New York City
You’ll have to be a bit more specific. China is a huge country. Parts of it are in the tropics and parts are fairly close to the arctic circle. There are deserts, Himalayan mountains, tropical coastlines, plains, and everything in between.
Much like here in the US, it depends on where you are geographically.
In the north I understand it can be pretty brutally cold. In the south it’s always warm/more temperate.
I was in Southern China (Hong Kong)in early November and it was beautiful every day. I was also there in June and…well it was just miserable with heat and humidity.
Not sure if that helps.
anders has it right, starryeyes, consider this – at its furthest points, you’d probably be flying 5 or 6 hours to get across the country. where i lived for the last year, in the northwest province of xinjiang, temperatures varied from -15C in winter (a mild winter, note they can get to -30C) to +35C in summer (again mild, could be more than +40C). shanghai would be about 40C in summer but over 90% humid which is horrible, in winter stays above zero mostly BUT still humid so it’s a very wet cold and quite miserable. same goes for beijing and probably a lot of the coast really! down south in hainan (a chinese island off the south of china) temp remains mostly the same all year (definitely above zero though, often in the “nicely warm” region of temperatures unlike the other places i mentioned) but there’s often flooding in the winter rains.
your best bet? – go online, search for your location’s average weather stats, using google, and use a few different websites’ results to collate an idea of what it will be like in your region / city.
Yep… ditto on other answers… it depends on where you go… North can be bitter cold, south can be hot.
Northeast China where I lived got down to -20 degrees (around that temp, the Celsius and Fahrenheit scales cross, so it’s the same on both scales). In Mongolia, I had a friend who spit and the spit froze before it hit the ground. That’s cold.
But further south, near Hong Kong or even in Shanghai it will be much warmer. What city are you going to?
Ditto big country ….
But without knowing where you’re going I’d still suggest take warm clothes it’s mild to strong winter but also you can buy whatever you need so just have clothes for when you land and till you can shop :)
yep, more details needed…lived in beijing and shanghai the last seven years and i can tell you that in both places, it’s freaking cold at that time of year…
beijing because of the wind (-20 with wind chill), and shanghai because of the lack of central heating in most buildings that aren’t five star hotels or residences, or A class office buildings…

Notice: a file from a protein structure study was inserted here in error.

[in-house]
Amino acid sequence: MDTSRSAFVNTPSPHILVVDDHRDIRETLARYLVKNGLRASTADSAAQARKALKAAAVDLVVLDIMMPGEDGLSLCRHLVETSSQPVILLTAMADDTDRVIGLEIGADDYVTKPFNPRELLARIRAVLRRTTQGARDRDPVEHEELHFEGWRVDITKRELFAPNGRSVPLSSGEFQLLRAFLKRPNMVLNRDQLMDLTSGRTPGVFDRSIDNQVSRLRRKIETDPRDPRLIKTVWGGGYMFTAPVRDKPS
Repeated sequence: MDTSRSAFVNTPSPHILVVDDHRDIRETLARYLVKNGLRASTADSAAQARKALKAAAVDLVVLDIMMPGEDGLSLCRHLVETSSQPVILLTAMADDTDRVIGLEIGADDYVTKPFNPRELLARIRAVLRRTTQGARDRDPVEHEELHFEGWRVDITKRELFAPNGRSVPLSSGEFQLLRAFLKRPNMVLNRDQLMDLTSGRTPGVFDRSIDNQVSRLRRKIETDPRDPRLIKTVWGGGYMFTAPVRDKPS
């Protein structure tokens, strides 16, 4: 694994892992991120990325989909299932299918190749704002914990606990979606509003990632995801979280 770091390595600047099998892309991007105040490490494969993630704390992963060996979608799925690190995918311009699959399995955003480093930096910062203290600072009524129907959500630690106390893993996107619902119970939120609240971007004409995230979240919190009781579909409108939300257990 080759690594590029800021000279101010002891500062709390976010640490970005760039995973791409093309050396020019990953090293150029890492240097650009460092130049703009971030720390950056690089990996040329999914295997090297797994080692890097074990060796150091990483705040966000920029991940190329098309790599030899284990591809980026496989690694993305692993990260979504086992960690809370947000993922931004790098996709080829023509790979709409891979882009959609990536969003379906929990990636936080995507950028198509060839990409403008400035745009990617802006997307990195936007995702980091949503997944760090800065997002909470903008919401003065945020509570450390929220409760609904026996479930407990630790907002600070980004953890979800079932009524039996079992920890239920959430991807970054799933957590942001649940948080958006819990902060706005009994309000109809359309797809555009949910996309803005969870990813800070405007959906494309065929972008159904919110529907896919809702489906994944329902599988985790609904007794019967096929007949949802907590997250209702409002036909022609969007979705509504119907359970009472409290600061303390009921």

all cities north of the yellow river have centralized municipal heating systems for buildings, while all cities south of the yellow river are considered to be in a warm climate and thus don’t have centralized heat…
in short, its freaking cold in the north if you go outdoors…and it’s freaking cold if you stay indoors in many places in central china…
I went to Hong Kong. It was humid. I am only 5’4" but I felt tall over there. When I was on the Star Ferry young children kept touching my bleached blonde (I was blonde back then) hair. I made a friend that was a bartender. She was amazed that I owned my own business and could walk the streets like I did. Now that I am older I am amazed that I did that myself. The “black market” is alive and well over there. There is nothing like youth to make you feel invincible. She lived in a two bedroom apartment with her 13 relatives. I was there once before they reverted back to China and once after they reverted back. The difference I noticed was the army walking the streets after they reverted to China and that the government was involved in everything. The thing I found interesting is that the “lease” was made with traditional China which was chased by communist china over to … I am drawing a blank now (is it Taiwan? It’s been so long ago… Shouldn’t have Hong Kong gone back to them? They are the ones who made the lease.) The thing I remember the most was that as a woman in business I used to bitch and moan about how hard it was for women to do business in America because it was such a man’s world. When I got back from Hong Kong, where the man I was doing business with had his wife bring his mistress to the airport to join him on the business trip he was on with me, and that the women I ran into could not believe that I owned my own business, I kissed the ground I landed on and gave thanks that I was an American and had the right to make a living as I saw fit for my family. It is my prayer that my children (boys and girls) get to experience the same rights that I did. After reading the new health bill (everyone should do that before they vote on it)I am worried that the government will have more to say about that then they will.
If you’re going in the winter, check for timing on the Harbin Ice Festival. It’s a trek from Beijing but something you’ll have to see with your own eyes to believe.
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